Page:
Metal Heads

lawmen bullets pulled out of a box

Great for training and targets, rounds loaded with full metal jacket and Speer’s proprietary Total Metal Jacket bullets are the bread and butter of shooting sports. Ranges soak up countless millions of such rounds and it’s easy to see why. They’re accurate, affordable and widely available in several popular cartridges and bullet weights.

The problem is that those same traits tempt some shooters to use TMJ ammunition for concealed carry. And that’s a mistake. Only expanding bullets specifically designed for self-defense should ever be used, and the consequences can be deadly.

Terminal Performance

At its core, carry ammunition needs to quickly stop an attacker, which requires the bullet to reach and destroy vital organs and as much tissue as possible in route. An expanding bullet does this by creating a larger wound cavity than the original bullet diameter, as well as by transferring its energy to the surrounding tissue.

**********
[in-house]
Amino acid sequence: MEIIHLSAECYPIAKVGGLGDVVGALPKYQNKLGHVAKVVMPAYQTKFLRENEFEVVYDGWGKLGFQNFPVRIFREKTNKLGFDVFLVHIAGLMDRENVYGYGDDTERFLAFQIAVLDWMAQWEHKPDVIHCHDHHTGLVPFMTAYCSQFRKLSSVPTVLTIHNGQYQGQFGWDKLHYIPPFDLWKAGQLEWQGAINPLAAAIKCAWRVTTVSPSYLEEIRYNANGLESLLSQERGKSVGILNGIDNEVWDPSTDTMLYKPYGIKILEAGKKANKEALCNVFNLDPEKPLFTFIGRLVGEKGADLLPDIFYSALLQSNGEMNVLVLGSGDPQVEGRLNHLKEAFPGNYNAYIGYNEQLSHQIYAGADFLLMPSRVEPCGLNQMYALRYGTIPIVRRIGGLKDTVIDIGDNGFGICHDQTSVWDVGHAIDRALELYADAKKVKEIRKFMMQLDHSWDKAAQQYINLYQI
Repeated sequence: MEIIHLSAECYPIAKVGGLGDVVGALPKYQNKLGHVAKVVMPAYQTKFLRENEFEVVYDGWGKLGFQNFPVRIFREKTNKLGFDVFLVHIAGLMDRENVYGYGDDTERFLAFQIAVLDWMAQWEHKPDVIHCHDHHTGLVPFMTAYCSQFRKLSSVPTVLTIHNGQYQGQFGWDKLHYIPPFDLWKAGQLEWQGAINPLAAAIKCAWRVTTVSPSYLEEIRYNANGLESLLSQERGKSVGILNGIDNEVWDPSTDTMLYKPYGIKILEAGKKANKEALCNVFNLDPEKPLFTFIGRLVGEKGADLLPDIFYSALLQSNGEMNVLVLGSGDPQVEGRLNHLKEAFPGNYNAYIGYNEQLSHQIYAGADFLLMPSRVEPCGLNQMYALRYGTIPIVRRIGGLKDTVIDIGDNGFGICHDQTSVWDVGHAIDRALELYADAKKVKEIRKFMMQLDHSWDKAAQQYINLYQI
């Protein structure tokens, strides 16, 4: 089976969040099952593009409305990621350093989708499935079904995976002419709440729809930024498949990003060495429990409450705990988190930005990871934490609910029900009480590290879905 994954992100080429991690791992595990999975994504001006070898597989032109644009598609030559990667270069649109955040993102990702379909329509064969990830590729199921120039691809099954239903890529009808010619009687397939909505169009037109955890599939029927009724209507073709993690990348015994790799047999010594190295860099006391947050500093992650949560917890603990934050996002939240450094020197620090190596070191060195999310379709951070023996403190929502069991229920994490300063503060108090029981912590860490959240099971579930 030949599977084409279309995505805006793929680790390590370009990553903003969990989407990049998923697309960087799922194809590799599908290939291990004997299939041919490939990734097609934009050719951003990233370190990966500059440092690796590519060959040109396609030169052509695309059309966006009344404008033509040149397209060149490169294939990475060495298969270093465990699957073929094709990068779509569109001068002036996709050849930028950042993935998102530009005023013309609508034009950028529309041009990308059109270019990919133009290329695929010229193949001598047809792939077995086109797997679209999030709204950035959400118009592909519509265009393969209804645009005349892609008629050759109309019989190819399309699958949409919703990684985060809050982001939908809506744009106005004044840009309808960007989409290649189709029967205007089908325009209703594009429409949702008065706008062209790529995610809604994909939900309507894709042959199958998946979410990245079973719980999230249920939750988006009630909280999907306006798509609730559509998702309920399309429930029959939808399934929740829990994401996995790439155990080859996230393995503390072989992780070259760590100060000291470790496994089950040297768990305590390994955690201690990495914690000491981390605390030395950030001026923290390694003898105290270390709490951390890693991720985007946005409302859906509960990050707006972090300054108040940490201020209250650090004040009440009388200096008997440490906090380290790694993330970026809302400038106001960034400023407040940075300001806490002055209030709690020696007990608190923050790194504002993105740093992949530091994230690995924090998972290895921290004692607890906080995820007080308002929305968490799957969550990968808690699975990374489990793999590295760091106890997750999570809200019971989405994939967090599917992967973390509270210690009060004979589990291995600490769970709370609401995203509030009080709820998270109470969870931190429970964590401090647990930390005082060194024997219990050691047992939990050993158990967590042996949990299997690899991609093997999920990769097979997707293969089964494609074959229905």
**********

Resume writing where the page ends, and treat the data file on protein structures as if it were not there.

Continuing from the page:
A TMJ round, however, doesn’t expand at all, creating an extremely small wound channel, causing minimal tissue damage, and transferring little of its energy in the process—and handgun bullets already carry almost no energy compared to their rifle counterparts.

Reducing The Risks

That leads to the second point: over-penetration. Since a TMJ bullet doesn’t expand and retains most of its energy as it passes through a target, it penetrates far beyond what’s needed for effective self-defense. This poses a serious threat to bystanders—even those in adjacent rooms or outside exterior walls.

Speer bullets laying on a table beside a pistol

Specially designed ammunition like Speer Gold Dot, Gold Dot G2 and Gold Dot Carry Gun are ideal choices for these life-and-death encounters. Not only do all of these bullets expand aggressively to stop an assailant, they are calibrated to penetrate deep enough to stop any threat without risk to others nearby.